JMIR Rehabilitation and Assistive Technologies

Development and evaluation of rehabilitation, physiotherapy and assistive technologies, robotics, prosthetics and implants, mobility and communication tools, home automation, and telerehabilitation

Editor-in-Chief:

Dr. Peter Rieckmann, Professor of Neurology, Center for Clinical Neuroplasticity, Friedrich-Alexander University Erlangen-Nuremburg, Germany


JMIR Rehabilitation and Assistive Technologies is a PubMed-indexed journal that focuses on the development and evaluation of rehabilitation and assistive technologies, including assistive living.

As an open access journal, JMIR Rehabilitation and Assistive Technologies is read by both clinicians and patients. The journal fosuses on readable and applied science that reports the design and evaluation of health innovations and emerging technologies. It publishes original research, viewpoints, and reviews (both literature reviews and medical device/technology/app reviews). Articles are carefully copyedited and XML-tagged, ready for submission to PubMed Central.

Recent Articles

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Assistive Technologies

Amyotrophic lateral sclerosis (ALS) is a fatal neurodegenerative disease characterized by a progressive paresis of the extremities and the loss of manual functioning. Due to the severe functional impairment that the disease entails, ALS requires the provision of comprehensive nursing care and a complex set of assistive technology devices. To relieve caregivers and promote autonomy of people with ALS, robotic assistance systems are being developed. This trial aims to evaluate the acceptance of technology, in general, and of robotic arm assistance among people with ALS in order to lay the groundwork for the development of a semiautomatic robotic arm that can be controlled by humans via a multimodal user interface and that will allow users to handle objects and attend to their own bodies.

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Portable and Mobile Technologies for Rehabilitation

Adherence to prescribed medical interventions can predict the efficacy of the treatment. In physical health clinics, not adhering to prescribed therapy can take the form of not attending a scheduled clinic visit (no-show appointment) or prematurely terminating treatment against the advice of the provider (self-discharge). A variety of interventions, including mobile phone apps, have been introduced for patients to increase their adherence to attending scheduled clinic visits. Limited research has examined the impact of a mobile phone app among patients attending chiropractic and rehabilitation clinic visits.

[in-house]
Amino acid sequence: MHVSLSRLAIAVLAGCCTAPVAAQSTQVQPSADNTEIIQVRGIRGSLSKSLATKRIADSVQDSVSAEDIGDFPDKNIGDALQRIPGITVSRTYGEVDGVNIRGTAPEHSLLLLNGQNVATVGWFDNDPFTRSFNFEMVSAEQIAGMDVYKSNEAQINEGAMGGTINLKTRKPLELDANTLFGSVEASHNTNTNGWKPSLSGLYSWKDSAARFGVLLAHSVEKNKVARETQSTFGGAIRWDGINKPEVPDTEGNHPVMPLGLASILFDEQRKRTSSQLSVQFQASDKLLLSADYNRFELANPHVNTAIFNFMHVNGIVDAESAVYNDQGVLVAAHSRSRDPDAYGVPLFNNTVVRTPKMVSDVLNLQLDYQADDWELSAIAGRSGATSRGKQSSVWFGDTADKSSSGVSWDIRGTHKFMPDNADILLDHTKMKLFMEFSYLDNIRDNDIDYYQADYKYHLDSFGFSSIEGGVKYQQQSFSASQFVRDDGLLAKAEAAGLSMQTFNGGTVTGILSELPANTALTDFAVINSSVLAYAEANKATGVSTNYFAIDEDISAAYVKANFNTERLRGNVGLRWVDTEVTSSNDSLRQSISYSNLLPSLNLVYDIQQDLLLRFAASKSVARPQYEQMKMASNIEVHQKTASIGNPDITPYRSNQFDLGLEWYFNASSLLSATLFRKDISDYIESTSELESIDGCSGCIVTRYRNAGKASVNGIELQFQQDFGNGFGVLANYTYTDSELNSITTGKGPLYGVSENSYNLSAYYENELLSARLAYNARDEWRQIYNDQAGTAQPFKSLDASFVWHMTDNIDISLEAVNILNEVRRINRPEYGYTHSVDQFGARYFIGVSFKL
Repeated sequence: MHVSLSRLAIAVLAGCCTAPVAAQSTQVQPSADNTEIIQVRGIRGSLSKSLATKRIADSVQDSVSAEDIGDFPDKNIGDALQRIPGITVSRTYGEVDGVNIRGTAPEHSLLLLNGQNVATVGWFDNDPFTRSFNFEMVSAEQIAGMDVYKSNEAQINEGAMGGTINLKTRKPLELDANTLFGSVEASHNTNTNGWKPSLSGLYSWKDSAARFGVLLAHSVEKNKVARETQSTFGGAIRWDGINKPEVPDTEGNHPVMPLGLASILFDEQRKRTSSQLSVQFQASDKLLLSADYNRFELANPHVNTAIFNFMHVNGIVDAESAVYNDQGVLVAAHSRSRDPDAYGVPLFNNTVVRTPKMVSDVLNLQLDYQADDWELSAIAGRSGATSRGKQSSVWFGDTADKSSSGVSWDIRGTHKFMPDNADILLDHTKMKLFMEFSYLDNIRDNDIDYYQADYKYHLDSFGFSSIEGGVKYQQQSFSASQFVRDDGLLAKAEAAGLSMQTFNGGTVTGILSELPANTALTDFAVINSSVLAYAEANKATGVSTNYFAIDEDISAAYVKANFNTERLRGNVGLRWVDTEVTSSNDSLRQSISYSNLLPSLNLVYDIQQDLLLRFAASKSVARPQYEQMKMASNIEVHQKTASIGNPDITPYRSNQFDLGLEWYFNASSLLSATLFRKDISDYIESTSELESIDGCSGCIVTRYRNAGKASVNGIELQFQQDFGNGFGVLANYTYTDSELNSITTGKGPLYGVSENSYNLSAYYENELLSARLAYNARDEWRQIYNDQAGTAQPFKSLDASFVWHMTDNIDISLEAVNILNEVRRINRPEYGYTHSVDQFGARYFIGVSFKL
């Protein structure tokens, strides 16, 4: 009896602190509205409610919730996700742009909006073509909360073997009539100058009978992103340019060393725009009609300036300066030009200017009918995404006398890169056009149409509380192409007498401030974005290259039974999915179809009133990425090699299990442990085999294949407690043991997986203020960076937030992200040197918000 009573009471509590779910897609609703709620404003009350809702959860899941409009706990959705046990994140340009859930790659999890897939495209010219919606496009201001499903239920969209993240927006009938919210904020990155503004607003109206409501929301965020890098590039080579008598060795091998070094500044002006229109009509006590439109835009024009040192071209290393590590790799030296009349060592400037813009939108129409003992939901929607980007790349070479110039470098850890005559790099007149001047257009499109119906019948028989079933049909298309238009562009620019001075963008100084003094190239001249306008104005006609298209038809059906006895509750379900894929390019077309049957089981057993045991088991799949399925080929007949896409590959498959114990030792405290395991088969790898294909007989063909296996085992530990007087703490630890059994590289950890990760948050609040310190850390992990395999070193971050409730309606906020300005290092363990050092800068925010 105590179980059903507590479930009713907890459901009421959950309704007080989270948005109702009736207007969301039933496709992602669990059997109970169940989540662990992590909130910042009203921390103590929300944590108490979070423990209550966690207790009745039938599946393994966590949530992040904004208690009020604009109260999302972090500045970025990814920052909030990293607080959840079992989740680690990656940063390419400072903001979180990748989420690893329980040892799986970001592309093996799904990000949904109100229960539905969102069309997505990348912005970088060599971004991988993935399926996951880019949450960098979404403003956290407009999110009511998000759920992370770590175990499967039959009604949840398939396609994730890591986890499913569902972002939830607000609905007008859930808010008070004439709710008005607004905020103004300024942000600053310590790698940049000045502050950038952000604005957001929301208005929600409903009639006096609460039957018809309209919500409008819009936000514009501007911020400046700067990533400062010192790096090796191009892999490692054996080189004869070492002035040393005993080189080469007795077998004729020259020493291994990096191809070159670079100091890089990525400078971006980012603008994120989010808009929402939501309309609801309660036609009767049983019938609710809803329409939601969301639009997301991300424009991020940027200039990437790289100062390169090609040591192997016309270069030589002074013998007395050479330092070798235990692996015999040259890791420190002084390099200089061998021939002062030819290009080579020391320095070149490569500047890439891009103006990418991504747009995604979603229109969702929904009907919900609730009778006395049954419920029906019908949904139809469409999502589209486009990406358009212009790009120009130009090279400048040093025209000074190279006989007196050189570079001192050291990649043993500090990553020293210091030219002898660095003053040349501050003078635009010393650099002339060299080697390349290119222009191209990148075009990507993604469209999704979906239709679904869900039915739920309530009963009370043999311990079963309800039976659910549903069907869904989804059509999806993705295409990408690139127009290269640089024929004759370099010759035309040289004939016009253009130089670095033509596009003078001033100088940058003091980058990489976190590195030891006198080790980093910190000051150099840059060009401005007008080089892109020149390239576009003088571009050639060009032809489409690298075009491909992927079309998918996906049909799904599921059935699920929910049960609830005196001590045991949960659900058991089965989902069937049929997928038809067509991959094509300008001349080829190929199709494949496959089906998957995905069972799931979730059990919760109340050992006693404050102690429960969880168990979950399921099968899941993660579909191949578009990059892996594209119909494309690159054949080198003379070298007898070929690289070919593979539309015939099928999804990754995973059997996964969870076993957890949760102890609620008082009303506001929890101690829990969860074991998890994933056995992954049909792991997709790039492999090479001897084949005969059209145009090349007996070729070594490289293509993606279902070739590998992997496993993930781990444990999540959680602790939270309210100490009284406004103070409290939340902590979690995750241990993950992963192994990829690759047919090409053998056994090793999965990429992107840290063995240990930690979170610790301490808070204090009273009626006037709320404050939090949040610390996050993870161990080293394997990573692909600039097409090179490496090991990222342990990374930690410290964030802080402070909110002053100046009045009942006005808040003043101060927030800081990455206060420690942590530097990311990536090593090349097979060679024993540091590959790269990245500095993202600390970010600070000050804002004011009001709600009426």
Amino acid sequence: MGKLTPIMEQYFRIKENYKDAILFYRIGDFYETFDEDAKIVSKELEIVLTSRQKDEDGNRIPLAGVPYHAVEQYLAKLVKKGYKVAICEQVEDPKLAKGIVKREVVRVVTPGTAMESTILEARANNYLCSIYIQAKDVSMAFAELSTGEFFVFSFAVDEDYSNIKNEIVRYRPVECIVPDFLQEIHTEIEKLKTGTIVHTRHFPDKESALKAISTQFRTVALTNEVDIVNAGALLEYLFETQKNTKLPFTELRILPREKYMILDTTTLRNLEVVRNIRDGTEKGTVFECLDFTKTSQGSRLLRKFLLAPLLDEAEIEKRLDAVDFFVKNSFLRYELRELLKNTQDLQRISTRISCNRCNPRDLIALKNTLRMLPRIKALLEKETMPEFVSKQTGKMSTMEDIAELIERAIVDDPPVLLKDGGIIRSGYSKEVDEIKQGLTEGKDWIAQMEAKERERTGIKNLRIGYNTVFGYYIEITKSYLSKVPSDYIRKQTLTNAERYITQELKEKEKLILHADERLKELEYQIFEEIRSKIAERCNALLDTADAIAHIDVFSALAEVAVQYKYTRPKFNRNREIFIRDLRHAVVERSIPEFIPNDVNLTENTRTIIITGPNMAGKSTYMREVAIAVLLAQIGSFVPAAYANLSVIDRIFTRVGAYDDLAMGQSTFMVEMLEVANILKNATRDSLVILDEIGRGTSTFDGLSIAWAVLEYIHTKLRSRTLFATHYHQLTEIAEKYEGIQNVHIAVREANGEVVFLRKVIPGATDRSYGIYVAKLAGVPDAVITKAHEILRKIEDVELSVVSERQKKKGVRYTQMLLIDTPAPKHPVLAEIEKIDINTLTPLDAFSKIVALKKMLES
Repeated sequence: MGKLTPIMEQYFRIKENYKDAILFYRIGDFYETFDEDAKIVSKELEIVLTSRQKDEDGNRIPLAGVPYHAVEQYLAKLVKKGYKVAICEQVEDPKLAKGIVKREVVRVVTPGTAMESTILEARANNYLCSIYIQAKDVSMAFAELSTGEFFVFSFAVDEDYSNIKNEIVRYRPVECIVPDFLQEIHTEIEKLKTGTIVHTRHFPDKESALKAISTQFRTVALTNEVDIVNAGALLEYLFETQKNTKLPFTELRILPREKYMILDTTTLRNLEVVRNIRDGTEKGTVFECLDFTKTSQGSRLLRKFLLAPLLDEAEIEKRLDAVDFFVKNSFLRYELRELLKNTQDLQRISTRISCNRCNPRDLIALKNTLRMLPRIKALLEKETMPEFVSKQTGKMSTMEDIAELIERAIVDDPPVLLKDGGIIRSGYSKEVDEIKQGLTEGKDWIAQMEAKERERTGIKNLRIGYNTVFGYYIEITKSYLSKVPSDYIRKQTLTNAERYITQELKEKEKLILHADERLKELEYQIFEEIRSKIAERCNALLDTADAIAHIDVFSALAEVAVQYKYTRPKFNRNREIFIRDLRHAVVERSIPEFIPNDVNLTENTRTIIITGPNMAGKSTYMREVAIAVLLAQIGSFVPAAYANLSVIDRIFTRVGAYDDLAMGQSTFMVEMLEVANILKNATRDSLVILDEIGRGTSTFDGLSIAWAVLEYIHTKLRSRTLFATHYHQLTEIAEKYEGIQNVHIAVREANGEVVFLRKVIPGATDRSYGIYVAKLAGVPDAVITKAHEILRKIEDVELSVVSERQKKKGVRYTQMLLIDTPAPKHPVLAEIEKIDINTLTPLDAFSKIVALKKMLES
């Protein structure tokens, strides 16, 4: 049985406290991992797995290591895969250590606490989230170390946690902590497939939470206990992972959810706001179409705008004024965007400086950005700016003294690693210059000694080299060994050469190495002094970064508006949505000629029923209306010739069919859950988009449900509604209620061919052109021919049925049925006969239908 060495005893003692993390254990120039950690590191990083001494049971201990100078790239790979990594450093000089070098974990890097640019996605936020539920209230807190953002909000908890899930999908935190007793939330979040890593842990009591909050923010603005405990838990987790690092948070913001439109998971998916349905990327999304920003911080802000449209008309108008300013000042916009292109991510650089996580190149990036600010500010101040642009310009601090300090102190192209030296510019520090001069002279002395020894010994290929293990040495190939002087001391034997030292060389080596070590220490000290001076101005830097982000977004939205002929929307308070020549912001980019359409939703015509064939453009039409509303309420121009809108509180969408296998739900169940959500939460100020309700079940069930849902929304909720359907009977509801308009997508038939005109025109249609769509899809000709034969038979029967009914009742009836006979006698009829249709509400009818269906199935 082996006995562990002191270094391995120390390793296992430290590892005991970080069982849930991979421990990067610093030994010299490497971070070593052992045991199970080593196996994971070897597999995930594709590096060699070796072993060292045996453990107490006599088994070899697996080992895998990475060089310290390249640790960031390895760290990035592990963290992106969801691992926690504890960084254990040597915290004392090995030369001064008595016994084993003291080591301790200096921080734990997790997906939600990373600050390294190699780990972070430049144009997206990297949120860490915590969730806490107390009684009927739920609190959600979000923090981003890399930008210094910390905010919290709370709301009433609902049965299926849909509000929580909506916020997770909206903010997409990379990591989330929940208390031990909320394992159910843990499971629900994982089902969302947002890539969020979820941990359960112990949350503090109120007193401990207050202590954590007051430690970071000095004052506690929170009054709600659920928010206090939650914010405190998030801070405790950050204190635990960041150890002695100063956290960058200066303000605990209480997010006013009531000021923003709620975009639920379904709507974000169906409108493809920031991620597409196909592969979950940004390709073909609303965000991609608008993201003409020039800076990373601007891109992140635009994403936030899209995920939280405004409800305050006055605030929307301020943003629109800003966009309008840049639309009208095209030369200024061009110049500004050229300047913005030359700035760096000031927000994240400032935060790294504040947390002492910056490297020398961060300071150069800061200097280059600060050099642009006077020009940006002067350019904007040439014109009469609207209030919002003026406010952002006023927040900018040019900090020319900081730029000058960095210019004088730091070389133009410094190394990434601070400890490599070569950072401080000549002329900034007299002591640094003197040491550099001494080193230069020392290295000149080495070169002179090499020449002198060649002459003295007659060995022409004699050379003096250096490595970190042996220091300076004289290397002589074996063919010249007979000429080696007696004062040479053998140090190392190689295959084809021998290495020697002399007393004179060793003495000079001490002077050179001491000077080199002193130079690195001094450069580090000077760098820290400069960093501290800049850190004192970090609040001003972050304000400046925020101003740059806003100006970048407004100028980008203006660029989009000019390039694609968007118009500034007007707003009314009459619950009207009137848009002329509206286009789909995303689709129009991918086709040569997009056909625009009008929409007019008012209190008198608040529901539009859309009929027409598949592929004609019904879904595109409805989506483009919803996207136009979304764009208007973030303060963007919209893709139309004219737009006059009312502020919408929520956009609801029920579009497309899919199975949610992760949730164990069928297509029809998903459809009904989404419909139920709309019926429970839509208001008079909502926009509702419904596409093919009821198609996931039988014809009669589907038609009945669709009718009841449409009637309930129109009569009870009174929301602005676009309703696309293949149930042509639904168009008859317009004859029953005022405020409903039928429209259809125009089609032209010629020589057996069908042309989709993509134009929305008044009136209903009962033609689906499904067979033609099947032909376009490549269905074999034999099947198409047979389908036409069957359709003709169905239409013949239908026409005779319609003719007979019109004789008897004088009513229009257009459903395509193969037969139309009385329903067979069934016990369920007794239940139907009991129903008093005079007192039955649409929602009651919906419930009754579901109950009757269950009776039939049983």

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Back Pain

Low back pain (LBP) is the leading cause of worldwide years lost because of disability, with a tremendous economic burden for health care systems. Digital therapeutic care (DTC) programs provide a scalable, universally accessible, and low-cost approach to the multidisciplinary treatment of LBP. Moreover, novel decision support interventions such as personalized feedback messages, push notifications, and data-driven activity recommendations amplify DTC by guiding the user through the program while aiming to increase overall engagement and sustainable behavior change.

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Assistive Technologies

Goal setting is a key part of the rehabilitation process. The use of technology and electronic tools such as smartphone apps and websites has been suggested as a way of improving the engagement of users in meaningful goal setting and facilitating shared decision-making between patients and health professionals.

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Emerging Technologies for Rehabilitation

Persons with severe or profound intellectual disability and visual impairment tend to be passive and sedentary, and technology-aided intervention may be required to improve their condition without excessive demands on staff time.

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Assistive Technologies